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2nd Amend. Litigation Updates & Legal Discussion Discuss California 2A related litigation and legal topics here. All advice given is NOT legal counsel.

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  #321  
Old 05-03-2018, 12:04 AM
BryMan92 BryMan92 is offline
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As a caveat, noted by CA, the AG simply stated the patents expired not that the technology was mature. Nothing here was about engineering.
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  #322  
Old 05-03-2018, 1:57 AM
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Quote:
Originally Posted by Deschoots View Post
Here you go fellas, the 4/4 recording is now available:
http://jcc.granicus.com/MediaPlayer....12&clip_id=688


We need better representation. Although half the time it felt like the state was arguing in our favor.


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  #323  
Old 05-03-2018, 11:50 AM
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Originally Posted by solidfreshdope View Post
We need better representation. Although half the time it felt like the state was arguing in our favor.


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The guy arguing is one of the top lawyers in the country and the NSSF's lawyer. None of your money is gong to fund him either. The NSSF's lawyers are all paid by gun companies.
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  #324  
Old 05-05-2018, 10:52 AM
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Just saw the orals and don't feel to good about our side. I'm a bit late to this case, but I just don't understand why the maxim of impossibility is the angle being argued? I suppose my issue is I don't see how they can prove dual-site micro stamping is an "impossibility". Expensive, reduced safety/functionality, questionable profitability, a destruction of image/reputation of a gun mfg, stupid business decision, highly likely a product failure, sure... but I think strictly technologically "impossible" is a term too far. This isn't comparable to Lazarus and raising the dead. One of the Justices even acknowledged that expensive etc etc does not mean impossible.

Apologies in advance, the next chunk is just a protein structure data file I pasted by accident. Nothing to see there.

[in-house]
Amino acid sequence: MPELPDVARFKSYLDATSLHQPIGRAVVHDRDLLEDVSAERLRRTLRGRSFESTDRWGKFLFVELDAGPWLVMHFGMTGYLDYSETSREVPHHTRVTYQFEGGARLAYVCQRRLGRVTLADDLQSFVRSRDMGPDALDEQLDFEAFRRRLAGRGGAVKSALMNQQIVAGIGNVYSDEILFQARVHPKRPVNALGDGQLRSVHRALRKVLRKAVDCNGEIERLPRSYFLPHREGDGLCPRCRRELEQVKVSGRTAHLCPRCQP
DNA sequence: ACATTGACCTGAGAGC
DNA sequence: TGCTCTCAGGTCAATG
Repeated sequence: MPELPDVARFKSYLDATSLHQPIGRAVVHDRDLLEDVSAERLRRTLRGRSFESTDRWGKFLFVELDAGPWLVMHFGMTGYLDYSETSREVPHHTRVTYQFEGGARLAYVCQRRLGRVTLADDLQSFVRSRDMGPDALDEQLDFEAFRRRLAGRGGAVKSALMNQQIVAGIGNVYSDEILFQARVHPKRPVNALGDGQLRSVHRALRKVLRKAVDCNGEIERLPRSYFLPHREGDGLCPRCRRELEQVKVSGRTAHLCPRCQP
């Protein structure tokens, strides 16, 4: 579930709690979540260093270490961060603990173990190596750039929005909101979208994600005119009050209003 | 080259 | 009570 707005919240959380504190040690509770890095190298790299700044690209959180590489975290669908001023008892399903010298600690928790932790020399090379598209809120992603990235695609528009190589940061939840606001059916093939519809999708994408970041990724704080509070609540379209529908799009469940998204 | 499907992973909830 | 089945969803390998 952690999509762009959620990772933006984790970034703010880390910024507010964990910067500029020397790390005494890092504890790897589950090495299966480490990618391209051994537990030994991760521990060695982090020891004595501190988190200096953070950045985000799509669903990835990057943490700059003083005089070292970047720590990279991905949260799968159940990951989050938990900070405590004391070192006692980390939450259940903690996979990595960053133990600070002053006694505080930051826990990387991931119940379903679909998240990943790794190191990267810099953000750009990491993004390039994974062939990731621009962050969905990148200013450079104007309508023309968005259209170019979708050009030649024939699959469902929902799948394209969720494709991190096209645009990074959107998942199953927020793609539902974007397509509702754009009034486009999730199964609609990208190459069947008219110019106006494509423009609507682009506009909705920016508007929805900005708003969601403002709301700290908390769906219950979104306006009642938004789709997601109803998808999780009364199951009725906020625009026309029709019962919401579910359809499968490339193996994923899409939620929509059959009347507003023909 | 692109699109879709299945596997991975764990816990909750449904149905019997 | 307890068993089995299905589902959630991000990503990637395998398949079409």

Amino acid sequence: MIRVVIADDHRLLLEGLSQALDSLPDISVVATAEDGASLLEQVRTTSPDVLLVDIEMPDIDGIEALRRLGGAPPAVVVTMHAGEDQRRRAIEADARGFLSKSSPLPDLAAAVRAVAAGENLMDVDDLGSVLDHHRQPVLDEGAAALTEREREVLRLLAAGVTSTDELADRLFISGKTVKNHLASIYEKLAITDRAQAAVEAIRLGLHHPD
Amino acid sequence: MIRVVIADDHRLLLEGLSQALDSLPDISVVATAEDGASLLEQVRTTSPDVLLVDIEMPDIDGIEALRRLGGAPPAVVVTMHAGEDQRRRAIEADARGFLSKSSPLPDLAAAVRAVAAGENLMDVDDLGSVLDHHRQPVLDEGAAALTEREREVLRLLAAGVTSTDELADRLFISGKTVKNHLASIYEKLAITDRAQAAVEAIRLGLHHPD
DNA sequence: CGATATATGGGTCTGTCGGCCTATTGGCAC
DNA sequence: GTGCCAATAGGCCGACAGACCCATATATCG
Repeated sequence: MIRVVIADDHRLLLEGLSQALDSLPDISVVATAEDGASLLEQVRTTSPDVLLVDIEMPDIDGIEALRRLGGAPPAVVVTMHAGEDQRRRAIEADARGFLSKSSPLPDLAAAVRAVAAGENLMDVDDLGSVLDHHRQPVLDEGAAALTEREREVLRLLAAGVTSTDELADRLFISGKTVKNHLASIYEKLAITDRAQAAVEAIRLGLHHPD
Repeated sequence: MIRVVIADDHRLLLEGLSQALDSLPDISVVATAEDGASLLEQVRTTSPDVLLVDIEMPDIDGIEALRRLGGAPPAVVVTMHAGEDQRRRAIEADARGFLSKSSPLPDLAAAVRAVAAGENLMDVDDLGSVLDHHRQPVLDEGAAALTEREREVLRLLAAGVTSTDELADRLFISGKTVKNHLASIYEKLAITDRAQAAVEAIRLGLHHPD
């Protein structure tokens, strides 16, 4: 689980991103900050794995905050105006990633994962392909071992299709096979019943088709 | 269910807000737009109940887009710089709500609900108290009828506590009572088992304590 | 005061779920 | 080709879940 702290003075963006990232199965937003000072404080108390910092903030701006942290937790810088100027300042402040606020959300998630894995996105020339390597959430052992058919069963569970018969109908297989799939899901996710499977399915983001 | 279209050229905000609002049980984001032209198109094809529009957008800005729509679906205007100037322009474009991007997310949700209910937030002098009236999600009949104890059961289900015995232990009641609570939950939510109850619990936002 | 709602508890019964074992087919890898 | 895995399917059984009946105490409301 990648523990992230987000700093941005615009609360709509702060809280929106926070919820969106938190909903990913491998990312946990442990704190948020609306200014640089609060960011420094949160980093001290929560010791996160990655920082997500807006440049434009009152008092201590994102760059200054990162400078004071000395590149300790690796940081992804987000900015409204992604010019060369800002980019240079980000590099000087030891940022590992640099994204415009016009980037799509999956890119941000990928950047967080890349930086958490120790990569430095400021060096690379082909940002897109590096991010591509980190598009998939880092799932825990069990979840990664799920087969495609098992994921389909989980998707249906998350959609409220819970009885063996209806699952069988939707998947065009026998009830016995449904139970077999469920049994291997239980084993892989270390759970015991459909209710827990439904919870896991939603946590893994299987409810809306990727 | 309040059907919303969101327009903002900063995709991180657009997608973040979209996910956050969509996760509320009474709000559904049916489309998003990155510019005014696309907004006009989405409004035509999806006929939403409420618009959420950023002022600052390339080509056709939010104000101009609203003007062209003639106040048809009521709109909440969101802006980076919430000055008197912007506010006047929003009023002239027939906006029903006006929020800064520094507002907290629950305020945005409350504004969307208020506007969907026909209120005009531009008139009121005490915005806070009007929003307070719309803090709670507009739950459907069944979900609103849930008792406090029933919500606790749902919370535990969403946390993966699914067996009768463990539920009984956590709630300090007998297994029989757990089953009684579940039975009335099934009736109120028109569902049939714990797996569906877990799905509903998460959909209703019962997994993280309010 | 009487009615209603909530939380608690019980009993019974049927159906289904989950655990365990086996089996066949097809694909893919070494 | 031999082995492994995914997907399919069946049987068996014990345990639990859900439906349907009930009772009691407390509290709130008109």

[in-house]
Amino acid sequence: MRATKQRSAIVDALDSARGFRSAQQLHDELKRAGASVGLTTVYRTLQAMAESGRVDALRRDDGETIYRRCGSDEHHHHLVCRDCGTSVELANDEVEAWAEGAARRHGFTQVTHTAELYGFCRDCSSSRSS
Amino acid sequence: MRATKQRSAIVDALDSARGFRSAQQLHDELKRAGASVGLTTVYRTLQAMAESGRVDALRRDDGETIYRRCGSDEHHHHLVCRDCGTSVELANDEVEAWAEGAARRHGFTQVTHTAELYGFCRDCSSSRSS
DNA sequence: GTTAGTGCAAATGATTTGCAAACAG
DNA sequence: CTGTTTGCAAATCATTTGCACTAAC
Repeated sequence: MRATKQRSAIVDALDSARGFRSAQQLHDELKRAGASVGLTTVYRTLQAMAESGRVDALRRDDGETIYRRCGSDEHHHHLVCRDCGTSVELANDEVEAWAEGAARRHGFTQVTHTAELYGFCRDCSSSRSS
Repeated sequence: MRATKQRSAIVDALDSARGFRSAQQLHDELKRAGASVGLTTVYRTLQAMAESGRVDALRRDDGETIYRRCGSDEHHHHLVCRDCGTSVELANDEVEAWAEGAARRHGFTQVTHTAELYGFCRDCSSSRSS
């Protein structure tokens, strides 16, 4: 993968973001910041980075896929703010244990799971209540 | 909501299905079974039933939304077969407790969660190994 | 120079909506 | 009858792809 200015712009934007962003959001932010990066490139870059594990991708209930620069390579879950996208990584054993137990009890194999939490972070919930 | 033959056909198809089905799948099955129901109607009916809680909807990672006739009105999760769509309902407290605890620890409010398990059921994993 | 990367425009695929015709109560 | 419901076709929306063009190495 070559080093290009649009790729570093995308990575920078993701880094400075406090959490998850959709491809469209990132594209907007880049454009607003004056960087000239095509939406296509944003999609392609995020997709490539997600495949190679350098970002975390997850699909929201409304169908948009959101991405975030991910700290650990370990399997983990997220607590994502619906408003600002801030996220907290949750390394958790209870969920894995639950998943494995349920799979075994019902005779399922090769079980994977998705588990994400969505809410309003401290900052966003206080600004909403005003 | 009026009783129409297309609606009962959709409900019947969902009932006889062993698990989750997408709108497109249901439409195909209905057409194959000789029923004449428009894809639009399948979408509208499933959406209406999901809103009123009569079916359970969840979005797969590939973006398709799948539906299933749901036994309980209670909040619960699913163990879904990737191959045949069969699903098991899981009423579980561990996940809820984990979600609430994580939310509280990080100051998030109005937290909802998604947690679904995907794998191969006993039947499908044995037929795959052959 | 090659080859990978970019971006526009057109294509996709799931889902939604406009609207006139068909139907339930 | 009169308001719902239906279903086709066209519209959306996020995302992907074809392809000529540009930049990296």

I understand that going after the constitutionality, while purer and cleaner, would likely end poorly at the 9th. I also understand they left the door open to redirect on constitutionality. What am I missing here with this approach?
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  #325  
Old 05-06-2018, 11:14 PM
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I just got around to watching the oral args and WOW.... that was embarrassing.

Quote:
Originally Posted by solidfreshdope
Although half the time it felt like the state was arguing in our favor.
Not really. That state was essentially asking the lawyer "Why didn't you file a constitutionality challenge. Or a due process challenge. Or ANY other challenge. Are you that dumb?"
And the lawyer's response? "We'd be happy to amend our complaint if possible [we done effed up]"

The justices are going to tear this case a new punch-hole. Precisely because, as one pointed out, if the state has the authority to issue a complete ban, why can it not issue a ban with [impossible] conditionals? It's equivalent in every way. Assuming the conditionals are impossible. A key moment was when the judge mentioned "we assume it's constitutional until proven otherwise". He's telegraphing. They will, similarly, assume dual microstamping is possible until proven otherwise. Like his analogy of the state only certifying self-driving cars that have been to the moon and back. Economically impossible? Yes. Impossible? No. The judge also asked "how much money has been invested into researching dual microstamping?" Lawyer response? "I don't know". That video was the 20 minute professional equivalent of laughing the NSSF lawyer out of the room.